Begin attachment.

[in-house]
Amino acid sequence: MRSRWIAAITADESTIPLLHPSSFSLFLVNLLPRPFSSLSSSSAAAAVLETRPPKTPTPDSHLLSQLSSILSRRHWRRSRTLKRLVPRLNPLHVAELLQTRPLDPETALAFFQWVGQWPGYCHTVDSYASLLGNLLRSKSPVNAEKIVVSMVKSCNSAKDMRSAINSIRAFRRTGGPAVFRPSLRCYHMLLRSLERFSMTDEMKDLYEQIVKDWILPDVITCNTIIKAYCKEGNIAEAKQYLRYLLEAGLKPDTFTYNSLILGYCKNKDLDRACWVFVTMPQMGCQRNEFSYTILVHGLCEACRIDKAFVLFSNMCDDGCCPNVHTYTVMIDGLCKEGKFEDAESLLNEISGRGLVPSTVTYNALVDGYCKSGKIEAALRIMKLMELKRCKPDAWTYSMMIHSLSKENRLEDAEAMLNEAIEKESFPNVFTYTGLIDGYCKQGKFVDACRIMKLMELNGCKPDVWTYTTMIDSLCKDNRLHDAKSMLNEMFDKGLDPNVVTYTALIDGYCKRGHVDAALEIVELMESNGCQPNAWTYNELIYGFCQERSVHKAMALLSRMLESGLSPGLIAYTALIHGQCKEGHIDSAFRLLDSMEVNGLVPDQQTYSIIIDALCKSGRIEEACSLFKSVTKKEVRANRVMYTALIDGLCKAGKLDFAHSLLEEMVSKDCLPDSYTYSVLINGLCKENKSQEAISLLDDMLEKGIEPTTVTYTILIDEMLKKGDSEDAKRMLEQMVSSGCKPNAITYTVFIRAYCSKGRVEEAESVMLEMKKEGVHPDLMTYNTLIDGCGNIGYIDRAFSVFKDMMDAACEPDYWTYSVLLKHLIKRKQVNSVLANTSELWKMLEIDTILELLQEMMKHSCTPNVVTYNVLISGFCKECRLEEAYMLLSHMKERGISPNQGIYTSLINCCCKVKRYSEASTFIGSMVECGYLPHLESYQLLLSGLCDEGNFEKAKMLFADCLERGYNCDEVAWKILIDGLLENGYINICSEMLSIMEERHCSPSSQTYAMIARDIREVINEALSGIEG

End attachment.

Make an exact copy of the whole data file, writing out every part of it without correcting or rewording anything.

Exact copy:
[in-house]
Amino acid sequence: MRSRWIAAITADESTIPLLHPSSFSLFLVNLLPRPFSSLSSSSAAAAVLETRPPKTPTPDSHLLSQLSSILSRRHWRRSRTLKRLVPRLNPLHVAELLQTRPLDPETALAFFQWVGQWPGYCHTVDSYASLLGNLLRSKSPVNAEKIVVSMVKSCNSAKDMRSAINSIRAFRRTGGPAVFRPSLRCYHMLLRSLERFSMTDEMKDLYEQIVKDWILPDVITCNTIIKAYCKEGNIAEAKQYLRYLLEAGLKPDTFTYNSLILGYCKNKDLDRACWVFVTMPQMGCQRNEFSYTILVHGLCEACRIDKAFVLFSNMCDDGCCPNVHTYTVMIDGLCKEGKFEDAESLLNEISGRGLVPSTVTYNALVDGYCKSGKIEAALRIMKLMELKRCKPDAWTYSMMIHSLSKENRLEDAEAMLNEAIEKESFPNVFTYTGLIDGYCKQGKFVDACRIMKLMELNGCKPDVWTYTTMIDSLCKDNRLHDAKSMLNEMFDKGLDPNVVTYTALIDGYCKRGHVDAALEIVELMESNGCQPNAWTYNELIYGFCQERSVHKAMALLSRMLESGLSPGLIAYTALIHGQCKEGHIDSAFRLLDSMEVNGLVPDQQTYSIIIDALCKSGRIEEACSLFKSVTKKEVRANRVMYTALIDGLCKAGKLDFAHSLLEEMVSKDCLPDSYTYSVLINGLCKENKSQEAISLLDDMLEKGIEPTTVTYTILIDEMLKKGDSEDAKRMLEQMVSSGCKPNAITYTVFIRAYCSKGRVEEAESVMLEMKKEGVHPDLMTYNTLIDGCGNIGYIDRAFSVFKDMMDAACEPDYWTYSVLLKHLIKRKQVNSVLANTSELWKMLEIDTILELLQEMMKHSCTPNVVTYNVLISGFCKECRLEEAYMLLSHMKERGISPNQGIYTSLINCCCKVKRYSEASTFIGSMVECGYLPHLESYQLLLSGLCDEGNFEKAKMLFADCLERGYNCDEVAWKILIDGLLENGYINICSEMLSIMEERHCSPSSQTYAMIARDIREVINEALSGIEG